Hi Bob, I was on medication for depression much like your friend, but it made so little difference I told my Doctor I wanted to come off it, (Prozac was an exception, this made a difference, but in all the wrong ways, so much so I hubbed about it). I still need the endless sleep though, and my depression thankfully is not simply as a result of boyfriend problems (although when I was many years younger it might have been different I guess).

Not really sure if tablets will help her, but everyone is different so they might. I do identify with her 'low self esteem' though, that is something I can really relate too as I suffer from this myself. A general feeling of worthlessness and being pointless as an individual. Hard to explain, but living with it, it makes perfect sense, and I suspect this is a sentiment most people with depression, suffering from this symptom would echo.

Thanks for coming back to comment further Bob :)

msorensson on January 10, 2011:

Hi, Mistyhorizon,

I think when I was little, I used to sleep a lot. Until 12 years old. The school requirements for High School along with a lot of other things to do...Then college changed all that.

I don't sleep as much now. I will be happy with five or six but I really only need three or four, and always, well, almost always it is a good sleep.

Thanks!! I enjoyed the hub and your approach as to why.

diogenes from UK and Mexico on January 10, 2011:

I have a girl friend - in the not-an-item sense - who suffers from depresssion (usually over some bloke). She has some trouble with self-image (can't recall the other name for it). She has been put on two types of pills and has to stay on them for a year. She is one of these people who never question her doctor (blind faith). She has improved, though, but is now tired a lot and a bit like a zombie. No free lunch i guess,

Cindy Lawson (author) from Guernsey (Channel Islands) on January 10, 2011:

LOL, Cheers Bob, I used to love a siesta when I lived in Tenerife, it was simply too hot in the afternoons to do much else. Can't say I have that excuse here though sadly. My main issue is with depression, but I fall into a couple of the other categories above too.

Cheers for your comment as always :)

diogenes from UK and Mexico on January 10, 2011:

Yes...just kidding in above post. After becoming mas Mexicano que Anglo I have discovered a regular siesta of from half an hour to two hours in the late-ish afternoon, plus about six hours at night works for me (and about 80 million Mexicans). I think we tend to live very unaturally where sleeping times and amount is concerned. Lions, for example, sleep about 18 hours in 24. I suppose there are creatures that stay up for 16 hours and then sleep - or try to - for 8, but I can't think of any apart from man off-hand. It's hard to sleep just when you feel like it, but our metabolism demands it and evolution hasn't dissuaded us from these desires and needs yet. Good hub, Misty, may your rest be improved. Bob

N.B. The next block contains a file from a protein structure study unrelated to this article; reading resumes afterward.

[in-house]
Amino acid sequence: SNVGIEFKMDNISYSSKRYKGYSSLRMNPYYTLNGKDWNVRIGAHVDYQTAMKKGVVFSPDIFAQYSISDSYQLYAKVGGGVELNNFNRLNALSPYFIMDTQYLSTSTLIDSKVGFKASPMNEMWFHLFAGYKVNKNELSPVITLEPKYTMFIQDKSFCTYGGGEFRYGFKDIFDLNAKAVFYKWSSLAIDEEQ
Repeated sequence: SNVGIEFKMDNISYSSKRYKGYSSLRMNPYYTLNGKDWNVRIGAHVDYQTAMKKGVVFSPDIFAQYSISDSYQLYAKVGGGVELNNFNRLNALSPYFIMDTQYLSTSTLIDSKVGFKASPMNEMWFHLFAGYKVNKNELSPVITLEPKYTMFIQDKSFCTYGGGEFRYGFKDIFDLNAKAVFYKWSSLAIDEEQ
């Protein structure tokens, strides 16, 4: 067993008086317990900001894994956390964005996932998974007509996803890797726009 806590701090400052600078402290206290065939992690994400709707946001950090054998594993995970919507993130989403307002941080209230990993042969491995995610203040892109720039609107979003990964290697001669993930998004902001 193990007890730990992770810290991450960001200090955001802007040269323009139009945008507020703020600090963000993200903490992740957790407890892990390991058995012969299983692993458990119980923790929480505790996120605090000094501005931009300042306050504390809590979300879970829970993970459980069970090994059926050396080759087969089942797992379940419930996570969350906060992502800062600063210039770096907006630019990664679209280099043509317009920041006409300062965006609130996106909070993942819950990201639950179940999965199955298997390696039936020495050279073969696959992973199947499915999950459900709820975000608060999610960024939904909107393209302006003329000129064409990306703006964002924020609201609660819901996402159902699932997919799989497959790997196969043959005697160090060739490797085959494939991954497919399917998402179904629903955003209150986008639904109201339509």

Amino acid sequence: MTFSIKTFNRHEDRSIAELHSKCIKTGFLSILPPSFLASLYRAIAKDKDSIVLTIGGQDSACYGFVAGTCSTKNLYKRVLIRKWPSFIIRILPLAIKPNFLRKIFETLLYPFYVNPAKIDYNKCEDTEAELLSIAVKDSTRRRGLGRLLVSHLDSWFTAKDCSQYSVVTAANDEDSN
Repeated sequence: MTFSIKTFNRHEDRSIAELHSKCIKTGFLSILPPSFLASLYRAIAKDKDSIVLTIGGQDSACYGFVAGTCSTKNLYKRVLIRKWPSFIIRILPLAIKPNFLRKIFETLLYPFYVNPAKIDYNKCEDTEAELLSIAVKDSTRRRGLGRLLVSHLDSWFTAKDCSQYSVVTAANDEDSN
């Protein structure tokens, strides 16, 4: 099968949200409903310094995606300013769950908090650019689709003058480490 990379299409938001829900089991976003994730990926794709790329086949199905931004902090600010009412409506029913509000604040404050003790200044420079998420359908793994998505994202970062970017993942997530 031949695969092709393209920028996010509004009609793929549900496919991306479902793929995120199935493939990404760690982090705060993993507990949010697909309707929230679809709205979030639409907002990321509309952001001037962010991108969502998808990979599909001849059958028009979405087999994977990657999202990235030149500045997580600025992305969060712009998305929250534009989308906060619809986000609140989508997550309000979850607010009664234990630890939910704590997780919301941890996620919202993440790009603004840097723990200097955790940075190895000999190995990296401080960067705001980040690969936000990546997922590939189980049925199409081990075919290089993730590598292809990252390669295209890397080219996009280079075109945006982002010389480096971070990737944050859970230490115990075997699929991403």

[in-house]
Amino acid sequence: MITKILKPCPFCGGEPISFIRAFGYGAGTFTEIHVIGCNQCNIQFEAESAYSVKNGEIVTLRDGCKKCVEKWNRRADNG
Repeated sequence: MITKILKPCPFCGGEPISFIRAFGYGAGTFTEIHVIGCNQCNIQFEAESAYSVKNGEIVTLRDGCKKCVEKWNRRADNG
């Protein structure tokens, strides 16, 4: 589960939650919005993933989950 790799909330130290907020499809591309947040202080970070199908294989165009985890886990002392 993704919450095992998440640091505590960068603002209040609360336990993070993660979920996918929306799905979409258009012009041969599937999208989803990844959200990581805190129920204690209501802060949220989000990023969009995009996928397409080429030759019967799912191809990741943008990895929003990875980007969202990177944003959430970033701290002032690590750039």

diogenes from UK and Mexico on January 10, 2011:

'Cause you're a lazy old moo! Now I'll read the article!

Cindy Lawson (author) from Guernsey (Channel Islands) on January 09, 2011:

Hi Birdmaru, I would be a zombie if I only had 6 - 7 hours of sleep, truly. I struggle to wake up or get up even after ten plus hours of sleep. On a couple of occasions recently I have literally slept from 06.00am round to 20.00pm, and still got up feeling tired. What I do recall is that I experienced hugely complex dreams throughout this time, (and by complex, I mean mini-stories, much like soap opera plots etc, not just vague nonsensical dreams). I just feel exhausted all the time, and do get irritated when people say to my Husband I should 'get a job', when they have no clue about depression, even though they have been told I suffer from it.

Birdmaru from Thailand on January 09, 2011:

I would like to take a rest more than 8 hours per day.. but I have rest time only 6 - 7 hours. That makes me feel sleepy all day.